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September 11, 2000

Chancellor's fall conference focuses on graduate education

By Jennifer McNulty

For the fifth consecutive year, campus leaders will gather this week for the chancellor's annual fall conference, a daylong meeting that provides an opportunity for collective, in-depth discussion of issues that are important to the campus.

This year's focus will be the future of graduate education at UC Santa Cruz. Participants attend at the invitation of the chancellor. Approximately 150 campus representatives were expected to attend.

"Graduate education is the academic foundry of the world-class leaders, scholars, researchers, and thinkers who will effect change in the new millennium," said Greenwood.

Following an overview presented by Greenwood, Debra Stewart, president of the Council of Graduate Schools, will give the keynote address, providing a national perspective on trends and issues in graduate education.

Campus Provost and Executive Vice Chancellor John Simpson will discuss the 1998 Millennium Committee's charge to the campus regarding graduate education, which directed the university to "serve the public by providing high-quality advanced training, intellectual development, and research methodology for a wide variety of careers."

Richard Attiyeh, vice chancellor of research and dean of graduate studies at UC San Diego, will present an overview of University of California graduate education programs, and Frank Talamantes, vice provost and dean of graduate studies at UCSC, will talk about future directions for UCSC graduate studies.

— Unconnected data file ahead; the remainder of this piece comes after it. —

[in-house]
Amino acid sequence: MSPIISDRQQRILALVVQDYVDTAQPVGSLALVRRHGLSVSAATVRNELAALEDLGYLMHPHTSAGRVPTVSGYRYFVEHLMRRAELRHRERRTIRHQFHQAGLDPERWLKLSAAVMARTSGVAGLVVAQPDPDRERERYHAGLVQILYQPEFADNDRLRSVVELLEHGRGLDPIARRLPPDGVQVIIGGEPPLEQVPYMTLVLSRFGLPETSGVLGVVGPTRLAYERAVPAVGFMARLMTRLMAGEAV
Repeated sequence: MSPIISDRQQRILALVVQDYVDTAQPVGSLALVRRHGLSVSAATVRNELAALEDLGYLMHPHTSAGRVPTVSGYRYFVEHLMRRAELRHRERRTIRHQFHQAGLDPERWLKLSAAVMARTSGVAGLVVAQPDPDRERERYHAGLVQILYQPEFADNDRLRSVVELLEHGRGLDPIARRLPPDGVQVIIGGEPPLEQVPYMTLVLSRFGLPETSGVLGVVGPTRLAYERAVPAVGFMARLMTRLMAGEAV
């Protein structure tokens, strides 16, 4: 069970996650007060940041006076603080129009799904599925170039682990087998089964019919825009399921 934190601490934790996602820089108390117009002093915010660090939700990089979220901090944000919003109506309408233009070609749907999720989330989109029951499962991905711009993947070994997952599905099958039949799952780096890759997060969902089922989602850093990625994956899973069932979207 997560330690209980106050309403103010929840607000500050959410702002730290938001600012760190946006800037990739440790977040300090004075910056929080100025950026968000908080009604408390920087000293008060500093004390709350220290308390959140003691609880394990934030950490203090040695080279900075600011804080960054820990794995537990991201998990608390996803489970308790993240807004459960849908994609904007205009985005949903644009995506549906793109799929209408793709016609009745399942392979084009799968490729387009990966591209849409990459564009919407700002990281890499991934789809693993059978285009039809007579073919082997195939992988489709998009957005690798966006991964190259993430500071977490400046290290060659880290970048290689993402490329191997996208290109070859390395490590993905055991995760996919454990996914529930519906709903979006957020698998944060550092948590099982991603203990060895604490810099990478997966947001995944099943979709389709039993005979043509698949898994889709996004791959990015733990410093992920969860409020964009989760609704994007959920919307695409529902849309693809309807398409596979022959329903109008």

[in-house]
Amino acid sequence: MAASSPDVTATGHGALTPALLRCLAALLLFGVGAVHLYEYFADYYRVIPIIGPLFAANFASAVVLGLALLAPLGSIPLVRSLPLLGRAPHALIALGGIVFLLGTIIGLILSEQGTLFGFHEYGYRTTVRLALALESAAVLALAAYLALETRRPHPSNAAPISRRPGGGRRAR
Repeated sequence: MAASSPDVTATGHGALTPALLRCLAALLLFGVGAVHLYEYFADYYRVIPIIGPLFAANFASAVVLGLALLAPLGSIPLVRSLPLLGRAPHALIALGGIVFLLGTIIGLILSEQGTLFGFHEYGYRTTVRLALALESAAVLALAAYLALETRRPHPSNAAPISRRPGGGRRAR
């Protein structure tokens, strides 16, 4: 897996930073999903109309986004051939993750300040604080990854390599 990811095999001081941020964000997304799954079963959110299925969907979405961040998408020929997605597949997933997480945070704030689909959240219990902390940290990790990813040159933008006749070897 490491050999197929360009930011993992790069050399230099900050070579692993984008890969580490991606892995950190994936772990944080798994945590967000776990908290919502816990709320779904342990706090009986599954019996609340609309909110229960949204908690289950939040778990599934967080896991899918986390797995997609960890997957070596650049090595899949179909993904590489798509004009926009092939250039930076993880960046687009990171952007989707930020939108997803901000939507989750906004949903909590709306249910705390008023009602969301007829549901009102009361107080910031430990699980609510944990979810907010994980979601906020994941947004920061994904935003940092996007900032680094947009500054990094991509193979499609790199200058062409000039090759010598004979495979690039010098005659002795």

The formal remarks will be followed by a roundtable discussion among the speakers, faculty, and students.

Focus groups will convene for a working lunch to discuss topics that include funding graduate education; recruitment and retention of graduate students; faculty mentoring; communication between graduate students and faculty; diversity of graduate students, staff, and faculty; distance learning and graduate education; prospects for a graduate college and interdisciplinary programs; and other aspects of the graduate student experience. Focus groups will present their key points and make recommendations during the plenary session, which will be followed by additional general discussion and summary comments by Greenwood, Simpson, Stewart, Attiyeh, and Talamantes.

A summary of the proceedings will be posted on the conference web site shortly after the gathering.

Last year's conference explored the challenge of ensuring student success in the context of accelerated campus growth and change. The discussion "enriched our collective understanding of the student experience and challenges in academic life and generated insights that enhanced academic programs and support systems," said Greenwood.

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